#InstantApril 2016: Fuji Instax Mini and Polaroid Mio

Bonnie Brae Tavern
Super-saturated sky and great color on the Bonnie Brae Tavern, but a little overexposed and low on contrast. (Daniel J. Schneider)

The third camera and film combination I blasted through in April, 2016, was my Polaroid Mio camera and some expired Fuji Instax Mini film.

In addition my previous posts about Fujifilm FP-100C and Impossible Project Color Protection film, I pretty much explained my day in my recap, so here I intend to focus a little more on the film and the images.

Purples door
The purples (the darker color is a nice indigo in reality) on this door should’ve been much more purple. This is under a dim porch cover with the flash enabled. Also a bit overexposed. (Daniel J. Schneider)

The Polaroid Mio, and the Mio film marketed in North America by Polaroid, were made by Fujifilm. Fuji’s instant offerings, some of which were every bit as good as Polaroid’s products, were occasionally sold under the Polaroid brand in the U.S. and Canada starting in the 1980s, after Fuji’s self-branded attempts fell flat.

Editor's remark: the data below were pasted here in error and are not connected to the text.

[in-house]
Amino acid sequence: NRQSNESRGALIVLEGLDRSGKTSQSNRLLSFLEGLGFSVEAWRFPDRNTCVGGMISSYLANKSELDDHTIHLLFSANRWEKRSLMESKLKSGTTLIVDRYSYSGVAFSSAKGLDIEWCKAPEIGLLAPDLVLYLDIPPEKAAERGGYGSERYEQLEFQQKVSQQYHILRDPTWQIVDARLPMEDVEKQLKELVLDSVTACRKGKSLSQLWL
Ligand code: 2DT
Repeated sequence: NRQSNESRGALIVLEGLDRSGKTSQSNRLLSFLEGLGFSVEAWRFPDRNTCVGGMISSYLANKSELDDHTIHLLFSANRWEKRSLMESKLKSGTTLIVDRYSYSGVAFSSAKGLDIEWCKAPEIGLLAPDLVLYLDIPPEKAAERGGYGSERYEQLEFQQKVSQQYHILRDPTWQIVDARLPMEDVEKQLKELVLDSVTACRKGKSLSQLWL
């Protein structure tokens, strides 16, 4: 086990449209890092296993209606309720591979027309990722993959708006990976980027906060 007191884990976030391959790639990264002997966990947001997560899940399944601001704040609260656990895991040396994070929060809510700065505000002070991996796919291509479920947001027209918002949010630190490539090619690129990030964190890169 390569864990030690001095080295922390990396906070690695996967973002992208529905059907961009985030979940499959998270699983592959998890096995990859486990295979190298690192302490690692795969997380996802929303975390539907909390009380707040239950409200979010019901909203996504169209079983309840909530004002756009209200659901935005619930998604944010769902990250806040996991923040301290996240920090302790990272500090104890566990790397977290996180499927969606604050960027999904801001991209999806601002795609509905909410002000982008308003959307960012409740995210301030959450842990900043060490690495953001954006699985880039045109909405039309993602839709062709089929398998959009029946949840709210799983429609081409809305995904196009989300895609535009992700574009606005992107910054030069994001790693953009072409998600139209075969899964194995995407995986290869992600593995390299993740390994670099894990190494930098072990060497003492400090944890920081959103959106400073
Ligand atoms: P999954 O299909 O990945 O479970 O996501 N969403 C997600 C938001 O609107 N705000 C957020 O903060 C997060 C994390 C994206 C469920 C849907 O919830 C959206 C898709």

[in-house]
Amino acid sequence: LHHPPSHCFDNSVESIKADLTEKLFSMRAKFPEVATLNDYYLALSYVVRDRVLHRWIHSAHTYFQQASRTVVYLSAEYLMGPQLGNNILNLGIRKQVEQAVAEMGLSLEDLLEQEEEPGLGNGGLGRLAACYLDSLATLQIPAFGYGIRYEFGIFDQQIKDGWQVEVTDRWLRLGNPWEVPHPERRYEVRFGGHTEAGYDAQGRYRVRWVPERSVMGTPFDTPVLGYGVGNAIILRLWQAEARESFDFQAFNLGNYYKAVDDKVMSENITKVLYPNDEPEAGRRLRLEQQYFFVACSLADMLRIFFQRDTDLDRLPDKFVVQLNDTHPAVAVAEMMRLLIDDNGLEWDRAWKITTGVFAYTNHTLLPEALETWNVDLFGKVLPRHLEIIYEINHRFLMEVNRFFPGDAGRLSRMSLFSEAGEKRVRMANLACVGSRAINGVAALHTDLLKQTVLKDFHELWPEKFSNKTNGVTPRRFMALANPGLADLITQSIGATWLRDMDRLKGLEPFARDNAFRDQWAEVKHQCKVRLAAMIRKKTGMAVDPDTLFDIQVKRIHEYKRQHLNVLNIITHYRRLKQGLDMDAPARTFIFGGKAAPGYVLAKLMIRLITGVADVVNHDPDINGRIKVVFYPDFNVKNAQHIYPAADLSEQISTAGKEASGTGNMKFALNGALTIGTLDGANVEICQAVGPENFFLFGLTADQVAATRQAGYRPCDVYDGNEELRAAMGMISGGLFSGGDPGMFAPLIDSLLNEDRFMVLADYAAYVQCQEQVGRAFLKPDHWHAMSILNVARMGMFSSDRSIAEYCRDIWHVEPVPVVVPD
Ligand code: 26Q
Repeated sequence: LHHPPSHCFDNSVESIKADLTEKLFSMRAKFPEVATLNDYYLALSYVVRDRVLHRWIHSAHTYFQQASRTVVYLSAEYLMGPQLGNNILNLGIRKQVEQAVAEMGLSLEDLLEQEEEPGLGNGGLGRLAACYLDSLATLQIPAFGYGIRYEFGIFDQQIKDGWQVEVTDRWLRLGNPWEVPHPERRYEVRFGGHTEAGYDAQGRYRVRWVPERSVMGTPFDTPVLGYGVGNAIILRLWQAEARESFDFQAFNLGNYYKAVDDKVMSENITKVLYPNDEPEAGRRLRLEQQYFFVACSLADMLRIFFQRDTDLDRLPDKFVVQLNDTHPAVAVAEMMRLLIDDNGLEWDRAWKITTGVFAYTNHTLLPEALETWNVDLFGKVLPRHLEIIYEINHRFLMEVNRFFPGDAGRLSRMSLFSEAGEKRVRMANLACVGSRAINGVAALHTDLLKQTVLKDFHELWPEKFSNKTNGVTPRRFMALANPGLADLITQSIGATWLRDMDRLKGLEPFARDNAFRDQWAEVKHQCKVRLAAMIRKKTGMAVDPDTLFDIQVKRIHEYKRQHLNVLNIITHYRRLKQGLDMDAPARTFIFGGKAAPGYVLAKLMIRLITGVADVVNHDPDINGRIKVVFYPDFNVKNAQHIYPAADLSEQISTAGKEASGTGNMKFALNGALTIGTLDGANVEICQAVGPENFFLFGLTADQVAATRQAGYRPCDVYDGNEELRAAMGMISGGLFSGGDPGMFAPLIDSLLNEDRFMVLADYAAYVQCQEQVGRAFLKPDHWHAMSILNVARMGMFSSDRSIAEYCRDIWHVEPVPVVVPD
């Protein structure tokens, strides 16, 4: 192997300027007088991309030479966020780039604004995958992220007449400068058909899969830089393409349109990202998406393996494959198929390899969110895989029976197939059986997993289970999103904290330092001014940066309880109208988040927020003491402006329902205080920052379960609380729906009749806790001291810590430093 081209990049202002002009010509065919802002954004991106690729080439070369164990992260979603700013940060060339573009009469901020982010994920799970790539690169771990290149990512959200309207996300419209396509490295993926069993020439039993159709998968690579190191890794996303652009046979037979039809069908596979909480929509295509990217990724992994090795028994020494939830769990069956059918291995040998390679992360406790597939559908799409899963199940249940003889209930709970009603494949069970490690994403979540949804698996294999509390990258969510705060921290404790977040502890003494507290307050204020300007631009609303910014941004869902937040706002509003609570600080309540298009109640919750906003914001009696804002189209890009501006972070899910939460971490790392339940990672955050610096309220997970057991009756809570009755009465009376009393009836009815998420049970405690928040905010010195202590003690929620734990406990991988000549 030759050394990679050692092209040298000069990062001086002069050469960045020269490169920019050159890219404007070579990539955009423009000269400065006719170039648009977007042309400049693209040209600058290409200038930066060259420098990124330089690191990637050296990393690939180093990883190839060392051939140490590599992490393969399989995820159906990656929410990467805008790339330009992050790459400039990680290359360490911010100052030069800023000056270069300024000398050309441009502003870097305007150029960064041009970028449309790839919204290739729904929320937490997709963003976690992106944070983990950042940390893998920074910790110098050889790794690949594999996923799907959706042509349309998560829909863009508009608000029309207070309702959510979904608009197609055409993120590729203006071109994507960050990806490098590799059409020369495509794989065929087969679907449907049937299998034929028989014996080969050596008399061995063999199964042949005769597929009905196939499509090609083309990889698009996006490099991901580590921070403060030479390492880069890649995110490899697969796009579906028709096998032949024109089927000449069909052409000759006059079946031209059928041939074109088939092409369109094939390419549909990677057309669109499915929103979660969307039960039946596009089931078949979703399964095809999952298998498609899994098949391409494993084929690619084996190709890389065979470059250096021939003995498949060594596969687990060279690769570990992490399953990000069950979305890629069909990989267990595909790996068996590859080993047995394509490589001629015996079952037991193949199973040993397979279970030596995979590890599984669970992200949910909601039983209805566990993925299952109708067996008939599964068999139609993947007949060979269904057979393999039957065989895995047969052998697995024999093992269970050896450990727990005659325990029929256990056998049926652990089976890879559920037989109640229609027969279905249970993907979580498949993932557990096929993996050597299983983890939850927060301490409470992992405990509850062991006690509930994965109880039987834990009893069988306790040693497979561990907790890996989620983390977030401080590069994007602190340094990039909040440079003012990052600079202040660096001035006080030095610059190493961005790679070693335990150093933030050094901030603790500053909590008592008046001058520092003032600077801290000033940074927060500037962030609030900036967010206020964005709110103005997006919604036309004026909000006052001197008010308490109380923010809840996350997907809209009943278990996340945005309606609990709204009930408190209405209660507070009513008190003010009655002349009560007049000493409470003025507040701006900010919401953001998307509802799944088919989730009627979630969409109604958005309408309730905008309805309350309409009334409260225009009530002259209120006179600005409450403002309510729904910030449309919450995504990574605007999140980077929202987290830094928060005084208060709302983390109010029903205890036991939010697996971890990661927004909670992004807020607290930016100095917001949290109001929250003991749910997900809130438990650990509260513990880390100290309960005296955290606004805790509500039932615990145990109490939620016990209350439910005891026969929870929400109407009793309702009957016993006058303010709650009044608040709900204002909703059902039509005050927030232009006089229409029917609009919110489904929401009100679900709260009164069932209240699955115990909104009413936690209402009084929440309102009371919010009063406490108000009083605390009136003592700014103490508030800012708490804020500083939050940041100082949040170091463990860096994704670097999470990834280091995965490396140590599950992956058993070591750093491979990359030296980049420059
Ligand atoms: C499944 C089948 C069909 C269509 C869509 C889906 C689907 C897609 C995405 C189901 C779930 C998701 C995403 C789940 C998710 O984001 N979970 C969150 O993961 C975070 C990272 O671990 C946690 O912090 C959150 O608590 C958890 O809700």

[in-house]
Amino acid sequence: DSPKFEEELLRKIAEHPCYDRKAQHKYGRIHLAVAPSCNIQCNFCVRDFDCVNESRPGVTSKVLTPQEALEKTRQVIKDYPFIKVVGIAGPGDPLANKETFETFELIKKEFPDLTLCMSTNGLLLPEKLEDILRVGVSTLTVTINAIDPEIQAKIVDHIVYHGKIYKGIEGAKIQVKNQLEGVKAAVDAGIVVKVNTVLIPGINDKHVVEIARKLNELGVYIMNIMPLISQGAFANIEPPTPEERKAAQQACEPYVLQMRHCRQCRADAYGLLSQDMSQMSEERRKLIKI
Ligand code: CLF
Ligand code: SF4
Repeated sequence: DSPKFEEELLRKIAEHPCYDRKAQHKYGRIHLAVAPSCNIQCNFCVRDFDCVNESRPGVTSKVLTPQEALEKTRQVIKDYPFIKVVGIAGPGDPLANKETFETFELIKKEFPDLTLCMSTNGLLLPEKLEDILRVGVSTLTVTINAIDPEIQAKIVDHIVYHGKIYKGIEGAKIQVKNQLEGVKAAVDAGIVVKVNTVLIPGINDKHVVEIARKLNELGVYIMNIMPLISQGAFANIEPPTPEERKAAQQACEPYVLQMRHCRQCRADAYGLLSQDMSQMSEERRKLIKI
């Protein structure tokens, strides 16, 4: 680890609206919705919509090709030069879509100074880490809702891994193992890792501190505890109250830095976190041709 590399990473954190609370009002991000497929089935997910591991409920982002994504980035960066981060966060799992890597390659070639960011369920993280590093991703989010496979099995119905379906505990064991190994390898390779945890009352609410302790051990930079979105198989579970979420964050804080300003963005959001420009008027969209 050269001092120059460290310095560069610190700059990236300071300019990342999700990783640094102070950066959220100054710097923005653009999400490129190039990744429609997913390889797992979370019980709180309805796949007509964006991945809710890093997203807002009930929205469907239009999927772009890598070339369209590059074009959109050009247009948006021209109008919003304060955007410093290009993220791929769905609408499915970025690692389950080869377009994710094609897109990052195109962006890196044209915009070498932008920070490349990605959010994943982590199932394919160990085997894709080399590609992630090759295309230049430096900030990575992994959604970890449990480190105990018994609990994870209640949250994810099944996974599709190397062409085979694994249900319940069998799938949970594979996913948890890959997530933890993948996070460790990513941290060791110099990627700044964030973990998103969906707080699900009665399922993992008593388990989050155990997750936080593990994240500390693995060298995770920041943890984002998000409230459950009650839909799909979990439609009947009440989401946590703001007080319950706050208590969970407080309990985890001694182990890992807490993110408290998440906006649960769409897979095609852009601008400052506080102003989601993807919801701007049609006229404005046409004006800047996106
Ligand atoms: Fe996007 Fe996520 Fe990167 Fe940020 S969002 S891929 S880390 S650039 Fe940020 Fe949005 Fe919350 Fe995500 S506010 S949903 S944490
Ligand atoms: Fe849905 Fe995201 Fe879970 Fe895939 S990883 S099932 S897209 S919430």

Instax Mini film was marketed by Polaroid twice, in fact: First in 2001 under the Mio banner, and again in 2010 as Type 300. The matching cameras — the Polaroid Mio and the Polaroid 300 — are both Fuji Instax Mini guts with a different case for the American market. The Mio is probably the least cartoony of all the cameras that can use Instax Mini film.

I’m going to say this for both you and Google: Polaroid Mio, Polaroid 300 and Fuji Instax Mini do work together. The cameras and films are all interchangeable.

Of course, the Mio brand was discontinued a decade ago. Given the typical shelf life of integral instant films — usually even less than other films — expired Mio films are unlikely to be usable today. The chemistry pods are most likely dried up and crunchy, like the Polaroid 500 I tried last year in a Polaroid Joycam.

Polaroid 300 and Instax Mini are both still in current production, and at an average price of about $1 per shot, I think it pays to buy fresh. Buying in multiples can net big savings, too. A quick search reveals 5-packs (50 shots!) for $35 and lower — that’s just $0.70 per shot.

Tree through blue fence
This tree grows through a teal fence — a fence that is much bluer and less overexposed in real life than in this image. (Daniel J. Schneider)

My experiences with Instax Mini film have been good. Not great. Just good. Maybe just OK. I have two main beefs.

First, it’s simply not that sharp. I’m sure some of that can be attributed to the inexpensive lens in the Mio camera, but even Googling around I haven’t found any examples that were much more sharp than my results. Polaroid and Impossible integral films aren’t all that sharp, either, so part of me thinks it has to do with the technology.